Uber has faced a fresh round of turmoil Thursday, with its global operations chief resigning and a major investor suing the ride-hailing company's former chief executive.
Ryan Graves told Uber staff in an email Thursday that he will transition out of his role as senior vice president of global operations in mid-September. Graves will remain on Uber's board.
That board - and its support for former chief executive Travis Kalanick - was the subject of a lawsuit filed Thursday in Delaware Chancery Court by Benchmark Capital Partners.
Benchmark is a major investor with 13 per cent of Uber's stock. It claims Kalanick is trying to pack Uber's board with his allies and eventually return to his post as chief executive.
The venture capital firm says that would harm Uber's shareholders, employees, drivers and customers.
A spokesman for Kalanick said the lawsuit is "completely without merit and riddled with lies and false allegations."
In the lawsuit, Benchmark claims Kalanick concealed material information from investors when he created three new board seats in 2016 and gave himself the right to appoint people to those seats.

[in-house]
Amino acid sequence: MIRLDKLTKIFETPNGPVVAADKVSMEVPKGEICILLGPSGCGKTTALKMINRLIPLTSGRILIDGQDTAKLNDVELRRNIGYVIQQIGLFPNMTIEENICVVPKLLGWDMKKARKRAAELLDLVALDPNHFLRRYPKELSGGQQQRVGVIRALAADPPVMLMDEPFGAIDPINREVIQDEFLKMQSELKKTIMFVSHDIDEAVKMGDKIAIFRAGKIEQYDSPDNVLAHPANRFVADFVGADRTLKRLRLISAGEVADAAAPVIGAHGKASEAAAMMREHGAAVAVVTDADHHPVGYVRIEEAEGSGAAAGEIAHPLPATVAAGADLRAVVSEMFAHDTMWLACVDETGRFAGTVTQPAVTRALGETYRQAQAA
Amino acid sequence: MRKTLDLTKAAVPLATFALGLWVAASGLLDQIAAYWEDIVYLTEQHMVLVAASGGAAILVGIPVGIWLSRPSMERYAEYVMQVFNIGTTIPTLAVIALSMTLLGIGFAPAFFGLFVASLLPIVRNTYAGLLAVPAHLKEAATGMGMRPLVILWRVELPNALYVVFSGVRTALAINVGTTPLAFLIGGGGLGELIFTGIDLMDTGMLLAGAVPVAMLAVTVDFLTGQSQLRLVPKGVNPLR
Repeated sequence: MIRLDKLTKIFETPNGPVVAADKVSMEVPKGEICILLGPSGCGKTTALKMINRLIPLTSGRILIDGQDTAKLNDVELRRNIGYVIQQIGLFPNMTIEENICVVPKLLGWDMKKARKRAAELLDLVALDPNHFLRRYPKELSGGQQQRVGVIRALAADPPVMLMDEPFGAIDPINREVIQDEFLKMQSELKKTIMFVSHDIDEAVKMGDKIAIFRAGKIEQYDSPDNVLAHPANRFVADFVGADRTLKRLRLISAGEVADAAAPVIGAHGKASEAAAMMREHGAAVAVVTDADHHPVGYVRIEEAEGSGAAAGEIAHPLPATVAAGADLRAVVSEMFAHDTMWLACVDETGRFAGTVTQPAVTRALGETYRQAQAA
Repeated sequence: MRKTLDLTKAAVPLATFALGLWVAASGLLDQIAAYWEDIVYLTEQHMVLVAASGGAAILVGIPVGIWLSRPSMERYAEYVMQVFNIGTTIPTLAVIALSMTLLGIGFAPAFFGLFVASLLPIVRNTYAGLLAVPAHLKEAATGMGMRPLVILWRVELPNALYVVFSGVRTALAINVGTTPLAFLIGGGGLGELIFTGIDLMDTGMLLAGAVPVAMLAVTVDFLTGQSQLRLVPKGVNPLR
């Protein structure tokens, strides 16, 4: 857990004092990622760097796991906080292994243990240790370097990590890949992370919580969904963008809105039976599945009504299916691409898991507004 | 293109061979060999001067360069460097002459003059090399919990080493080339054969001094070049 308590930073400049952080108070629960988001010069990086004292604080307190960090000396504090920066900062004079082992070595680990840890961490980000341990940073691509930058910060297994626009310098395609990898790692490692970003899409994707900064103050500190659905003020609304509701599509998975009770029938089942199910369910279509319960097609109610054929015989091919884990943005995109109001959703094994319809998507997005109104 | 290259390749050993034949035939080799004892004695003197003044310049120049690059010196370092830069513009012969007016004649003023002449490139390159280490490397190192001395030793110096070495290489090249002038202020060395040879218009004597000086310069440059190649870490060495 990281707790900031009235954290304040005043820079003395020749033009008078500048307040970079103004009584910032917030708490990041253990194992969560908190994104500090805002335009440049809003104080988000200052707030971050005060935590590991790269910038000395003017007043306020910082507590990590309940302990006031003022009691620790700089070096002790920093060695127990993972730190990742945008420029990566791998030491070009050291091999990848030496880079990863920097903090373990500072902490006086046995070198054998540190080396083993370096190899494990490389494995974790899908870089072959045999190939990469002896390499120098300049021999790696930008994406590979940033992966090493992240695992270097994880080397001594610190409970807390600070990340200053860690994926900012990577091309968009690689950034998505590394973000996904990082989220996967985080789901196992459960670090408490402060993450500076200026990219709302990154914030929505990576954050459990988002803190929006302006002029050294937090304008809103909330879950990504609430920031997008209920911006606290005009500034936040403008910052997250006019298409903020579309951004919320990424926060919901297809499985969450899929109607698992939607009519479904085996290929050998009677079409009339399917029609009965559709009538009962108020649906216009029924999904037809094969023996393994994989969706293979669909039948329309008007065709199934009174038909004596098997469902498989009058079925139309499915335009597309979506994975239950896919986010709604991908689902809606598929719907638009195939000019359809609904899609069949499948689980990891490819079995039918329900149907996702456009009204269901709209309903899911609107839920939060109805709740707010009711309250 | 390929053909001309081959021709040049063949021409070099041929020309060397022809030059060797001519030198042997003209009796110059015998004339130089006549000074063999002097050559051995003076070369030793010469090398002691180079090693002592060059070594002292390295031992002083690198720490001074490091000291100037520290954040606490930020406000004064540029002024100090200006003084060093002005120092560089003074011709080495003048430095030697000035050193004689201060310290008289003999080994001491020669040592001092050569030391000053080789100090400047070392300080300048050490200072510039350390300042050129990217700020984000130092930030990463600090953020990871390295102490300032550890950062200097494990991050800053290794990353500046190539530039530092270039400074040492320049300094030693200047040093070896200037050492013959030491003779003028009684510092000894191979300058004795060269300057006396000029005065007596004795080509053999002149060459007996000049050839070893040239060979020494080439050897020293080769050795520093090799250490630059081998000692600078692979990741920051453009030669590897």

Among other things, Benchmark said, Kalanick knew Uber might be accused of stealing trade secrets from Waymo, Google's self-driving car unit.
Waymo sued Uber earlier this year. The lawsuit also says Kalanick didn't discuss his failure to curb Uber's pervasive culture of discrimination and sexual harassment.
Kalanick resigned under pressure in June after a monthslong investigation into harassment and other behaviour problems at the San Francisco-based company.
But he quickly appointed himself to one of the three board seats. The other two remain vacant.
Benchmark says Kalanick has acquired "a disproportionate level of influence over the board, ensuring that he would continue to have an outsized role in Uber's strategic direction even if forced to resign as CEO."
The firm says Kalanick has already interfered in the board's attempts to hire a new chief executive.
Benchmark wants to remove the three additional seats and return the board to eight members.
It's also asking the court to prevent Kalanick from participating in board meetings.
Uber said it had no comment on the lawsuit. But in a statement, Kalanick's spokesman said the lawsuit is an attempt to deprive Kalanick of his rights as an Uber founder and shareholder.
"Travis will continue to act in the interests of Uber and all of its stakeholders and is confident that these entirely baseless claims will be rejected," the statement said.